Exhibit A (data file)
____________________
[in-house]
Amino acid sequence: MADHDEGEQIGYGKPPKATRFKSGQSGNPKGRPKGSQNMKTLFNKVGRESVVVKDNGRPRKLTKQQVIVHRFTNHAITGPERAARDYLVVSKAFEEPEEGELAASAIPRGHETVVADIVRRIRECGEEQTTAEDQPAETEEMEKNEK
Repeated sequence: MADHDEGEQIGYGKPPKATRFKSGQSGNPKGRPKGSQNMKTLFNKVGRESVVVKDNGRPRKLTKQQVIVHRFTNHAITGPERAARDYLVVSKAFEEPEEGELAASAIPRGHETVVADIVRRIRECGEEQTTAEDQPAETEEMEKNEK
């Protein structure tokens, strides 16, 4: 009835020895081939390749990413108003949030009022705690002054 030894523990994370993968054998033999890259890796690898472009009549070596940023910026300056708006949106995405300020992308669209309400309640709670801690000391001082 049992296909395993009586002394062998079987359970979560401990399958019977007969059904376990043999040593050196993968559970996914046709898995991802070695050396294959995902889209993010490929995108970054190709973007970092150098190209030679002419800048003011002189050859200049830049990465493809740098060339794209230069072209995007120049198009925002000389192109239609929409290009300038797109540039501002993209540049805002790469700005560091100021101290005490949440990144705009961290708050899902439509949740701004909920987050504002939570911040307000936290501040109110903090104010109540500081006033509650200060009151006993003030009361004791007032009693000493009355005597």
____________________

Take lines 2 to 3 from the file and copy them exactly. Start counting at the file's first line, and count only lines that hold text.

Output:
Amino acid sequence: MADHDEGEQIGYGKPPKATRFKSGQSGNPKGRPKGSQNMKTLFNKVGRESVVVKDNGRPRKLTKQQVIVHRFTNHAITGPERAARDYLVVSKAFEEPEEGELAASAIPRGHETVVADIVRRIRECGEEQTTAEDQPAETEEMEKNEK
Repeated sequence: MADHDEGEQIGYGKPPKATRFKSGQSGNPKGRPKGSQNMKTLFNKVGRESVVVKDNGRPRKLTKQQVIVHRFTNHAITGPERAARDYLVVSKAFEEPEEGELAASAIPRGHETVVADIVRRIRECGEEQTTAEDQPAETEEMEKNEK